A man has attempted to sue Apple, claiming that the company kept his iPhone after a repair, and used "special features" on his phone to develop features in iOS.
Filings on June 1 by Raevon Terrell Parker in the U.S. District Court for the Eastern District of Missouri accuse Apple of taking his iPhone away from him. Parker's centers around a repair of an iPhone in October 2018, but the claims quickly veer into unusual territory.
Parker asserts he went to the Saint Louis Galleria Apple Store to fix an issue with his smartphone, detailed in other supporting documents as an iPhone 7. The store staff fixed the iPhone, but Parker claims they "kept it by deceiving the plaintiff knowing that it was the first phone to have new features," and instead provided a replacement iPhone.
Related filings concerning an earlier attempt to sue Apple over the matter indicates a number of other issues Parker has with the repair, including the loss of phone settings, the "resetting of passwords," and redownloading App Store purchases.
Furthermore, the supposed "new features" seemingly includes having the iPhone set up to "bypass certain start-up load screen options," which enables the iPhones to "communicate with other devices faster and more accurately. A bolder claim in the earlier legal action includes a request for Parker to be compensated for the "discovery of the Group FaceTime feature."
These features apparently aided Apple in "the creation of iOS 12," which Parker believed he was due to be compensated over in the earlier lawsuit.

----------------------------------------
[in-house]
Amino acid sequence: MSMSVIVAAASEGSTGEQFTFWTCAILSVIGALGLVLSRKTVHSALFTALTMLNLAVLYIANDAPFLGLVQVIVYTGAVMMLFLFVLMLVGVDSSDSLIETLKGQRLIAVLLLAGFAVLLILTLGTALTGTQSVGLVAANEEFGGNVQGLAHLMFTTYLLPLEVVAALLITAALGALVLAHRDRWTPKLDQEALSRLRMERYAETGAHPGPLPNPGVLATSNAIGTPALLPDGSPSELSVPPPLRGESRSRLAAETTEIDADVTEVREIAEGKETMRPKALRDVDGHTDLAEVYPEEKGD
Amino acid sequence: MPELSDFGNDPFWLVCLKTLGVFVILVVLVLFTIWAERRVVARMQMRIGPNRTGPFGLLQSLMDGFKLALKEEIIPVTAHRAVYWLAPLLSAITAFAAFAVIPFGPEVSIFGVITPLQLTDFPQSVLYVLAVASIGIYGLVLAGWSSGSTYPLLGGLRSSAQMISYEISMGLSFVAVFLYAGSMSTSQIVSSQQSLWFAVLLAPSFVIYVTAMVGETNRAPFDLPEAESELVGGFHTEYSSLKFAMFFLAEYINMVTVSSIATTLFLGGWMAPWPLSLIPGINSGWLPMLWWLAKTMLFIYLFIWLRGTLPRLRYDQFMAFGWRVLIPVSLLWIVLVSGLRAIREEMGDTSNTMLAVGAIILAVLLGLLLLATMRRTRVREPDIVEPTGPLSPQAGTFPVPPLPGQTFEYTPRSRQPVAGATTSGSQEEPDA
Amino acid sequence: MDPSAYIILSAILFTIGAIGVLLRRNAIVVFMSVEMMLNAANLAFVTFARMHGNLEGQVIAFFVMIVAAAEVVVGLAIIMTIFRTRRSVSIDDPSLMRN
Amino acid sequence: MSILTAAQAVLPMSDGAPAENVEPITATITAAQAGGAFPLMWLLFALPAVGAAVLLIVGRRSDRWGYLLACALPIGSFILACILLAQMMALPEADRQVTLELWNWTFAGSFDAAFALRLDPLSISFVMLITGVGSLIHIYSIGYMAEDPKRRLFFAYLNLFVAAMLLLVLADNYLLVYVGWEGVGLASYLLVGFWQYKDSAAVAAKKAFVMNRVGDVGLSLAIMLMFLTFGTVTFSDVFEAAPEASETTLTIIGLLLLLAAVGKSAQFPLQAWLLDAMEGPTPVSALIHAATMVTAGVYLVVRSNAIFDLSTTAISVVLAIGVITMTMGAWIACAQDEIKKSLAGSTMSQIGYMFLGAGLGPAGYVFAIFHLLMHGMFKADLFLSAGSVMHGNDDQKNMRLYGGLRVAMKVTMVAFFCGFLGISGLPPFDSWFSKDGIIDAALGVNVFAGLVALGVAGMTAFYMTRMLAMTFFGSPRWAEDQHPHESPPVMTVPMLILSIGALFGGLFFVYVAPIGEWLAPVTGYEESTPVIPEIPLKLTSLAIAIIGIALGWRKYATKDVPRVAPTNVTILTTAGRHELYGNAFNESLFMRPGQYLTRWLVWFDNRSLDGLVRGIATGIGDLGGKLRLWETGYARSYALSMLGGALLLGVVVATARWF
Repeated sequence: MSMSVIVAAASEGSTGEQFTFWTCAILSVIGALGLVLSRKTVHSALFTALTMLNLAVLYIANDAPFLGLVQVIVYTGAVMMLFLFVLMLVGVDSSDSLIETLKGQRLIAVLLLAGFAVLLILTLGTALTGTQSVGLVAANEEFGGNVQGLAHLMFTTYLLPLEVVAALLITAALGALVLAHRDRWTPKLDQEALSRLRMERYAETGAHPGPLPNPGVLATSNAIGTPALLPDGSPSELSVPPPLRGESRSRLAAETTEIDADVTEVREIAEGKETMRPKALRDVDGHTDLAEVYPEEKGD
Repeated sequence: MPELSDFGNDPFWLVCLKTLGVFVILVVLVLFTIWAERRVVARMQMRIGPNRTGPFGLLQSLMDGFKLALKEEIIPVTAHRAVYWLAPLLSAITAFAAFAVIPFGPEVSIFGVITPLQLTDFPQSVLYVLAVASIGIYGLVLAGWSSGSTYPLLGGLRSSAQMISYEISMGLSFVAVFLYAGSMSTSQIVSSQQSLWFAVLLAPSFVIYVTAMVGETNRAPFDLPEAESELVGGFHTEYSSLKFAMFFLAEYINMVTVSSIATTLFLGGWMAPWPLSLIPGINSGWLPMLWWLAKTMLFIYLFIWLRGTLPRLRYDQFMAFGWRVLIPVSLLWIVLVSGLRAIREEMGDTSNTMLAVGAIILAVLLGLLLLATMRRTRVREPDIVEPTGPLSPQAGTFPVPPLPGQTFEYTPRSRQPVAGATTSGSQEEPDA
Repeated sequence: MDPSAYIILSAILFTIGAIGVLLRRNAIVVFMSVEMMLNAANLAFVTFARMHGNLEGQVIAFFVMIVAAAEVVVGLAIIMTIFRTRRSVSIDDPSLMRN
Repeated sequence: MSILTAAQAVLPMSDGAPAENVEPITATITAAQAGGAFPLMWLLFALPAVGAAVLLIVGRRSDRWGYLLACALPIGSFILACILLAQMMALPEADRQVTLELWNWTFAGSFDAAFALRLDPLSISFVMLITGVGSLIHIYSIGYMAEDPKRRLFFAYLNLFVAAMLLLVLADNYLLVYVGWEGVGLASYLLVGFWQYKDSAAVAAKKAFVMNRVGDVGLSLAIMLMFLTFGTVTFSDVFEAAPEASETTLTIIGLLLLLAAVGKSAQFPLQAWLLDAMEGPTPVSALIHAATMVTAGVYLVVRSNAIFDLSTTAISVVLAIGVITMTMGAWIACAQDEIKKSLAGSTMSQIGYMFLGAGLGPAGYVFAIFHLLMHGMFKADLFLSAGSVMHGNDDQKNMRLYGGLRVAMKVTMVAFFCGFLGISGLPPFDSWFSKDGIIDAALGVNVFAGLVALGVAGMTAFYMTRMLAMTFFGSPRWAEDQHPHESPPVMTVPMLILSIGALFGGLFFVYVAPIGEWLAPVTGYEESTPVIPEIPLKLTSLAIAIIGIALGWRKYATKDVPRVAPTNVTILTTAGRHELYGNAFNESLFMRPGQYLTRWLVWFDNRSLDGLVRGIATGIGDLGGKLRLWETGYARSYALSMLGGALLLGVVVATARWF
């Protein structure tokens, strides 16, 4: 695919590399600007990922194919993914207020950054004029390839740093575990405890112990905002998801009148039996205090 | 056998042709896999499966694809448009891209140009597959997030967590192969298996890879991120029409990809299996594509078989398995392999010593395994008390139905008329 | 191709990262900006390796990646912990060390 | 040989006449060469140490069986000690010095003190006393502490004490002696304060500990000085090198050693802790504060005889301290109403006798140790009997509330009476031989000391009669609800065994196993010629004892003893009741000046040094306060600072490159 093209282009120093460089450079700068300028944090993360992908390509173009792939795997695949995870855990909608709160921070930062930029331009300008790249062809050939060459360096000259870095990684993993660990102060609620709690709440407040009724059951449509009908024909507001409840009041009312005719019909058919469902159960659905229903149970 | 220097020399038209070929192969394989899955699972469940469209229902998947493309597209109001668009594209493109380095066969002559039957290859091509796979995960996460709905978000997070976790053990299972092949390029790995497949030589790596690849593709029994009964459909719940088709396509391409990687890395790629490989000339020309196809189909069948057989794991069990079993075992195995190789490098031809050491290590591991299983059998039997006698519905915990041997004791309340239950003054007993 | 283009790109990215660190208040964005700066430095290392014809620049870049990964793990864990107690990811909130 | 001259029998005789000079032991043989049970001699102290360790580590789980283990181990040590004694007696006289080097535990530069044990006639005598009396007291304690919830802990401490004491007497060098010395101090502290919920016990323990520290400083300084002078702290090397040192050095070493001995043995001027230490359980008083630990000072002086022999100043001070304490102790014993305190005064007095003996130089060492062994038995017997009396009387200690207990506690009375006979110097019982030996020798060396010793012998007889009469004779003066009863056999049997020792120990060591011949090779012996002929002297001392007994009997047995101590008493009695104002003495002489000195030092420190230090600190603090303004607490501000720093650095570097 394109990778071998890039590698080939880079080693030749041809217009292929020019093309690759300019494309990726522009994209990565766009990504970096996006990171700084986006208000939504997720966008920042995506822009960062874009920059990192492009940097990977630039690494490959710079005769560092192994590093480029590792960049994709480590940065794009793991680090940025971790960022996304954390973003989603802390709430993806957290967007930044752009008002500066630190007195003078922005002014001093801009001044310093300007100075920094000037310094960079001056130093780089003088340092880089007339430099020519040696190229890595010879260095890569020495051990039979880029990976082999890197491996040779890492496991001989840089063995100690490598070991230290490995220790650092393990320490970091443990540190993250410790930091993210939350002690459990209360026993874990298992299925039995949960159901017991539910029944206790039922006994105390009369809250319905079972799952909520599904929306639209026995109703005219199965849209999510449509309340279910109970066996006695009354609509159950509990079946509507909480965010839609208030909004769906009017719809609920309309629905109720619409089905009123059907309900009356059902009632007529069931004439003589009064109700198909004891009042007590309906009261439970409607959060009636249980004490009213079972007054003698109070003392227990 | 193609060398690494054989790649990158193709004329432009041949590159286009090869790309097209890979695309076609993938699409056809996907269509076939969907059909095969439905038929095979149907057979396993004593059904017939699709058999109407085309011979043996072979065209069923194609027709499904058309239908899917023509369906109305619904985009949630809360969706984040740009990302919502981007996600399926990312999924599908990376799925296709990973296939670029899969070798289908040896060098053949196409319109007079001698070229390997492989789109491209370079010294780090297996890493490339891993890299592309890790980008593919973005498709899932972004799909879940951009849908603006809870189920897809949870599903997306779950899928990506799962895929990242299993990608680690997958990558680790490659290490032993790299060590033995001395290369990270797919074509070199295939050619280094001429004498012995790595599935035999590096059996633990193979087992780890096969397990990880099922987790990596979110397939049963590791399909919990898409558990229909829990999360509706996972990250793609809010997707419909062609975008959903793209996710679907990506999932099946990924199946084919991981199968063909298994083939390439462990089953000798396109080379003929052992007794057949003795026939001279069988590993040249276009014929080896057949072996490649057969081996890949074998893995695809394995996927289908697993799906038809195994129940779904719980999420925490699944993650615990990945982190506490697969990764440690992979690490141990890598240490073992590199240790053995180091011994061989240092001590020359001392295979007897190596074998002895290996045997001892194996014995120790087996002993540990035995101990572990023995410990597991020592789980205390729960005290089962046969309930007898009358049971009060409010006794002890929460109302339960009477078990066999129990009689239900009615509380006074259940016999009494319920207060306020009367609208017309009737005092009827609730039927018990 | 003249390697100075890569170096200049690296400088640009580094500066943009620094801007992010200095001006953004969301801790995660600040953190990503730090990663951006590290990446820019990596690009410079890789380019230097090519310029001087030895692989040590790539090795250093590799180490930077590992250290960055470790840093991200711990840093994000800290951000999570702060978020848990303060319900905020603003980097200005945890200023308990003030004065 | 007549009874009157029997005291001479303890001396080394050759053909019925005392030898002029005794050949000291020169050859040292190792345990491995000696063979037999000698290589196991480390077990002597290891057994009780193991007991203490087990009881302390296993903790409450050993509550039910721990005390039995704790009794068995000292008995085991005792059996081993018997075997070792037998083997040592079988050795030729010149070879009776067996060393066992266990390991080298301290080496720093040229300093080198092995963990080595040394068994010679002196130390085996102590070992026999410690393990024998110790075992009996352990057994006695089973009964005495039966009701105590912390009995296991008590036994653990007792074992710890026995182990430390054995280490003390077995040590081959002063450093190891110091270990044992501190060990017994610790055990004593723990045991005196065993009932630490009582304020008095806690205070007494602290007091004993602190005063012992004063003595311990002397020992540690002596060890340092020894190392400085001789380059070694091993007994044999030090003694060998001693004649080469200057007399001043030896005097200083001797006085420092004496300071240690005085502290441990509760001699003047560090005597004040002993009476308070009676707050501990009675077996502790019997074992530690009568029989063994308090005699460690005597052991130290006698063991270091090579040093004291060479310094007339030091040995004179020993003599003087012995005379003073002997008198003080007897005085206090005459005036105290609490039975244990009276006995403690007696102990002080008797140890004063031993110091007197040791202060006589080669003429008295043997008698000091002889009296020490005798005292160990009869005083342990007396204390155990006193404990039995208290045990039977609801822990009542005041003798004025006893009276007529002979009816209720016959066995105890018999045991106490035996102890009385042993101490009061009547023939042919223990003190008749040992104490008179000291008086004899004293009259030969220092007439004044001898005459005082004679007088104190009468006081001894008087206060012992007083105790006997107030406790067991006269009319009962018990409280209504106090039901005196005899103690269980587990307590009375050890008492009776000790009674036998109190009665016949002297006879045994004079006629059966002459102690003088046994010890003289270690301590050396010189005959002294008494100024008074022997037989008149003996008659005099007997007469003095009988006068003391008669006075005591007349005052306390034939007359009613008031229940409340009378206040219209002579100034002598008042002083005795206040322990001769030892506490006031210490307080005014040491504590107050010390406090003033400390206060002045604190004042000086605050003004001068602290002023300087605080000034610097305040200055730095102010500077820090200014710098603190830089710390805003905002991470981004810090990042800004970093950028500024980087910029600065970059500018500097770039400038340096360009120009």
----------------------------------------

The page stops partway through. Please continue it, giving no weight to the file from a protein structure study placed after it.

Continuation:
The earlier filing, dated March 28, 2019, included a valuation of the iPhone 7 in question at $1 trillion, iOS 12 at $1 trillion, "Raevon Terrell Parker's mentality" as "priceless," and with a total amount claimed for materials of "$2 priceless trillion USD." A further $900 is charged for rental of the iPhone 7 by Apple, bringing the total claims amount to "$2 trillion and $900 USD and a priceless item."
The 2019 lawsuit was dismissed by the court in May 2019, after Apple successfully convinced a judge that the complaint failed to state a motion. For the newer lawsuit, Parker also oddly included a filing claiming that he owned the patents for "iOS 12.0.1 and later" and "iOS 13 and later."
As for relief, Parker again wants $1 trillion from Apple, "due to hospitalizations, travel, distress, humiliation, embarrassment, [and] defamation of character." Parker further suggests "I don't think that the plaintiff can be compensated for being labeled crazy."
At the time of publication, no court date has been set for the lawsuit to proceed.